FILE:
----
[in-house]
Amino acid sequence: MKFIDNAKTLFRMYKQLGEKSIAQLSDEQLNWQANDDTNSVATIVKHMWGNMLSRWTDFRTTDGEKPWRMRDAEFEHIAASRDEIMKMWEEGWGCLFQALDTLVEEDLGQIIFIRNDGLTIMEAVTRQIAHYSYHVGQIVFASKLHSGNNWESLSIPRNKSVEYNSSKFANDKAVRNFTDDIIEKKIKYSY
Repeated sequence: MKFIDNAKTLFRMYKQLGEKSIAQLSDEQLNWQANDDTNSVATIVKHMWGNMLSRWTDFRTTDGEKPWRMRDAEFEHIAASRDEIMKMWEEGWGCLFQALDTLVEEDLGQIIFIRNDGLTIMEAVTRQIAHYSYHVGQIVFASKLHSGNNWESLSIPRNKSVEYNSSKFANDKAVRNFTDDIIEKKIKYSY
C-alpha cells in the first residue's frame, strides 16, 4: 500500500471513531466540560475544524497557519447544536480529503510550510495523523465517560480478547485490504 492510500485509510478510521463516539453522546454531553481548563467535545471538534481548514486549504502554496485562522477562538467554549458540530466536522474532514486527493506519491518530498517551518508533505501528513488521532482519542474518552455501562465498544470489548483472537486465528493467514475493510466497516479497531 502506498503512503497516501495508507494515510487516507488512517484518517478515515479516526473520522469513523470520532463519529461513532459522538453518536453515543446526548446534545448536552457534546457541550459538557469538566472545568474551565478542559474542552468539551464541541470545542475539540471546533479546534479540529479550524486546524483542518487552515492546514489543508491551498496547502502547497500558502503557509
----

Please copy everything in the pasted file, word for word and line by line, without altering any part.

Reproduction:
[in-house]
Amino acid sequence: MKFIDNAKTLFRMYKQLGEKSIAQLSDEQLNWQANDDTNSVATIVKHMWGNMLSRWTDFRTTDGEKPWRMRDAEFEHIAASRDEIMKMWEEGWGCLFQALDTLVEEDLGQIIFIRNDGLTIMEAVTRQIAHYSYHVGQIVFASKLHSGNNWESLSIPRNKSVEYNSSKFANDKAVRNFTDDIIEKKIKYSY
Repeated sequence: MKFIDNAKTLFRMYKQLGEKSIAQLSDEQLNWQANDDTNSVATIVKHMWGNMLSRWTDFRTTDGEKPWRMRDAEFEHIAASRDEIMKMWEEGWGCLFQALDTLVEEDLGQIIFIRNDGLTIMEAVTRQIAHYSYHVGQIVFASKLHSGNNWESLSIPRNKSVEYNSSKFANDKAVRNFTDDIIEKKIKYSY
C-alpha cells in the first residue's frame, strides 16, 4: 500500500471513531466540560475544524497557519447544536480529503510550510495523523465517560480478547485490504 492510500485509510478510521463516539453522546454531553481548563467535545471538534481548514486549504502554496485562522477562538467554549458540530466536522474532514486527493506519491518530498517551518508533505501528513488521532482519542474518552455501562465498544470489548483472537486465528493467514475493510466497516479497531 502506498503512503497516501495508507494515510487516507488512517484518517478515515479516526473520522469513523470520532463519529461513532459522538453518536453515543446526548446534545448536552457534546457541550459538557469538566472545568474551565478542559474542552468539551464541541470545542475539540471546533479546534479540529479550524486546524483542518487552515492546514489543508491551498496547502502547497500558502503557509